Thursday, September 17, 2009

Ubuntu Internet Software Suite - gFTP

Although BitTorrent is the wave of the future, plenty of Internet sites still require you to download files using the file transfer protocol (FTP). You will often find file repositories for applications, utilities, and other neat stuff on FTP sites. Unfortunately, Ubuntu doesn’t include a graphical FTP client by default, but you can easily add one.

The gFTP program is a popular FTP client for the GNOME desktop environment. It contains a host of advanced features that make it a popular file download program and allow you to

• Download file les simultaneously
• Interrupt and resume transfers
• Download entire directories with a single command
• Choose passive or active downloading
• Drag and drop files between Nautilus and gFTP
• Transfer files securely with SSH and SSH2

You can use the Ubuntu Add/Remove application to download and install the gFTP package. Just go to the Internet section of the Add/Remove application, and you’ll see it listed. After you install gFTP, you can easily download files from FTP repositories on the Internet. Just follow these steps:
1. Click Applications -> Internet -> gFTP. When you install gFTP, Ubuntu creates a link in the Internet menu for it. Clicking the link produces the main gFTP window. By default, gFTP points to your home directory as the local directory (shown in the list box on the left).

2. Enter the hostname of the remote FTP server in the Host drop-down box, the username in the User drop-down box, and the password in the Pass drop-down box. If you’ve connected to a host previously, its hostname and user login name appears in the drop-down boxes. You can select these from the list.

3. When the remote FTP session starts, a list of files and folders available appears in the list box at the right.

4. Find and select the file(s) you want to download by clicking in the list box on the right. Double-clicking a folder opens it and displays the contents of the folder. From the list box on the left, select the folder to download the file(s) to, then click the left-pointing arrow to transfer them.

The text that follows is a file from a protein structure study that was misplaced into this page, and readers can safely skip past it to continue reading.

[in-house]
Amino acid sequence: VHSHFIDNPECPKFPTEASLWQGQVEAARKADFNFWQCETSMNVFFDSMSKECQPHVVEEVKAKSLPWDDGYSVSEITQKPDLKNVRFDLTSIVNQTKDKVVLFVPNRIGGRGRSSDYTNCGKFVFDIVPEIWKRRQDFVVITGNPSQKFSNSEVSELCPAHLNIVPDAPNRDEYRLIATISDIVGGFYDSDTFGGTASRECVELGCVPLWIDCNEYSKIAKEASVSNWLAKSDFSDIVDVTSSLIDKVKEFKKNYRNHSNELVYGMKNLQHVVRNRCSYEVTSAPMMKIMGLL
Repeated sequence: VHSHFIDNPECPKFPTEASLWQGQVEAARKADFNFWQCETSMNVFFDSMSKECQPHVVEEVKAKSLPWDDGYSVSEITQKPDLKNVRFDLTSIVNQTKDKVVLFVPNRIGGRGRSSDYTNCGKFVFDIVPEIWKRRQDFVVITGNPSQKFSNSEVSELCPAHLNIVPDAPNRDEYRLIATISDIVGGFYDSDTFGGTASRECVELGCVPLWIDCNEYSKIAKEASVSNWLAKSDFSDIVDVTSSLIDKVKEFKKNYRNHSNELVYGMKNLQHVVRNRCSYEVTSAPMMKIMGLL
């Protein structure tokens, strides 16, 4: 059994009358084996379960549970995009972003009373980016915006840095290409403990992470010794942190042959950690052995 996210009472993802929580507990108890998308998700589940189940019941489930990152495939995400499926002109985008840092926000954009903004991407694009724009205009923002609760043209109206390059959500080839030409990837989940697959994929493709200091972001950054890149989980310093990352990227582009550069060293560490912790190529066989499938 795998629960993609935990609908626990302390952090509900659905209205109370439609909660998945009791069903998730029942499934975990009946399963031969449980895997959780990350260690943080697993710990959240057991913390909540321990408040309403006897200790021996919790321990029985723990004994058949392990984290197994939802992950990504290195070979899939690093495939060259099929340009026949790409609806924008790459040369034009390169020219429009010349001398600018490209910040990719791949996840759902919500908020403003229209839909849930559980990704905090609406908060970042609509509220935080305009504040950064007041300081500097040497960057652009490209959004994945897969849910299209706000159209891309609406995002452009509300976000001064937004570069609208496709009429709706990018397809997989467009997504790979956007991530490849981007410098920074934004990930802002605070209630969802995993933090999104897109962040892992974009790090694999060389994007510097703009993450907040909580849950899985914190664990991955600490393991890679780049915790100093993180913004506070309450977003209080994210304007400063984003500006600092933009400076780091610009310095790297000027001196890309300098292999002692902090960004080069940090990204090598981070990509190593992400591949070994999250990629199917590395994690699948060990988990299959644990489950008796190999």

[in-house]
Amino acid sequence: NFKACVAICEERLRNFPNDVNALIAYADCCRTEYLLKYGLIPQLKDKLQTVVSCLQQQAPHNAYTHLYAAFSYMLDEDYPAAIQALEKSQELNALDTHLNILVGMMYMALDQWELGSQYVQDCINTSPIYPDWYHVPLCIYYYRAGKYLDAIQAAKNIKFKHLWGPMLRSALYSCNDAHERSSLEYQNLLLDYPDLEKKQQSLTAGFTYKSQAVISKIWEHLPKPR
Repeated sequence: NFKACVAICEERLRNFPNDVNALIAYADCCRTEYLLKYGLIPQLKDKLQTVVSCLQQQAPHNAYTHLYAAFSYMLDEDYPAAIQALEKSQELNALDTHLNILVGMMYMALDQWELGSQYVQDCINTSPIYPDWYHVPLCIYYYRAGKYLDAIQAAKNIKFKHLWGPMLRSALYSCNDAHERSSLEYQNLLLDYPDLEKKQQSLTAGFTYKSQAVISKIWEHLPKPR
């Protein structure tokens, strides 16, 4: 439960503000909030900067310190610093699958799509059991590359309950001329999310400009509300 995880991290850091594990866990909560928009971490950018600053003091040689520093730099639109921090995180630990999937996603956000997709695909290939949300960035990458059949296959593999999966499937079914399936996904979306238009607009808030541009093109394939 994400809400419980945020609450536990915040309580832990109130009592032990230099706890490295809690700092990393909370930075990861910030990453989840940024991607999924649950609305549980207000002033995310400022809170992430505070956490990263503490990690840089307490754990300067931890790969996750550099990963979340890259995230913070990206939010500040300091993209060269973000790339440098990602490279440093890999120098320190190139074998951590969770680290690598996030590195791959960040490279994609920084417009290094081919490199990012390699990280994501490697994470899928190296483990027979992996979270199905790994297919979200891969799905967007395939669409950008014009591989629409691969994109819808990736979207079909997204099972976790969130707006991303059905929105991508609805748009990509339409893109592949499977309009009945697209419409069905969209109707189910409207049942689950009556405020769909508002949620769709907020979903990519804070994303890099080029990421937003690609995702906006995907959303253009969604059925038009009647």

5. When finished, click the icon next to the hostname to disconnect and end the FTP session.

It’s as simple as that. Using a graphical FTP client makes transferring lots of files via FTP almost painless.

Although it’s true that Ubuntu doesn’t include a graphical FTP client by default, it does provide a command-line FTP client in the default installation. Open a Terminal session by selecting Applications -> Accessories -> Terminal, then type ftp at the command prompt. The ftp> command-line prompt appears, waiting for you to enter commands.
The command-line FTP client allows you to send FTP commands directly to a remote FTP server. The most common commands you’ll need to use are

• open: establishes a connection with a remote host
• binary: sets the transfer mode for binary (application) files
• ascii: sets the transfer mode for text files
• cd: changes directories on the remote host
• put: sends a file to the remote host
• get: retrieves a file from the remote host
• close: closes the connection with the remote host
• exit: stops the FTP command line client and returns to the command prompt

You can also write scripts to use the FTP command-line client automatically. This feature allows you to schedule a file download for late at night when network bandwidth might not be at a premium.

Source of Information : Wiley Ubuntu Linux Secrets

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